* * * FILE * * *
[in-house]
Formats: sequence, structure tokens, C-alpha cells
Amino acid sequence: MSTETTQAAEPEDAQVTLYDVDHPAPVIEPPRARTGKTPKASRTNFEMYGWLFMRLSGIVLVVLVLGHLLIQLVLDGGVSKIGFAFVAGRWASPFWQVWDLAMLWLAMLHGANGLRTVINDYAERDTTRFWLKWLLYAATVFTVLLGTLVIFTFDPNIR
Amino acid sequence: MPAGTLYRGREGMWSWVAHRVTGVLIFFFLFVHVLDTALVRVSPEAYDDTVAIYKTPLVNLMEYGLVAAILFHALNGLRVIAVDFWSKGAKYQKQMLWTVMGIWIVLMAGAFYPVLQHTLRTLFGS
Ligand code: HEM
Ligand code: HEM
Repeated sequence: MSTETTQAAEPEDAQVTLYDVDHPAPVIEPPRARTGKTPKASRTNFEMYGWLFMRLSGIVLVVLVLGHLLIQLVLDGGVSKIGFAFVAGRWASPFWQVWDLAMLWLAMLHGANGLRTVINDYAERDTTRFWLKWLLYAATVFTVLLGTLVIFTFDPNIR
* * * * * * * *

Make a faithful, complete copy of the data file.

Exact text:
[in-house]
Formats: sequence, structure tokens, C-alpha cells
Amino acid sequence: MSTETTQAAEPEDAQVTLYDVDHPAPVIEPPRARTGKTPKASRTNFEMYGWLFMRLSGIVLVVLVLGHLLIQLVLDGGVSKIGFAFVAGRWASPFWQVWDLAMLWLAMLHGANGLRTVINDYAERDTTRFWLKWLLYAATVFTVLLGTLVIFTFDPNIR
Amino acid sequence: MPAGTLYRGREGMWSWVAHRVTGVLIFFFLFVHVLDTALVRVSPEAYDDTVAIYKTPLVNLMEYGLVAAILFHALNGLRVIAVDFWSKGAKYQKQMLWTVMGIWIVLMAGAFYPVLQHTLRTLFGS
Ligand code: HEM
Ligand code: HEM
Repeated sequence: MSTETTQAAEPEDAQVTLYDVDHPAPVIEPPRARTGKTPKASRTNFEMYGWLFMRLSGIVLVVLVLGHLLIQLVLDGGVSKIGFAFVAGRWASPFWQVWDLAMLWLAMLHGANGLRTVINDYAERDTTRFWLKWLLYAATVFTVLLGTLVIFTFDPNIR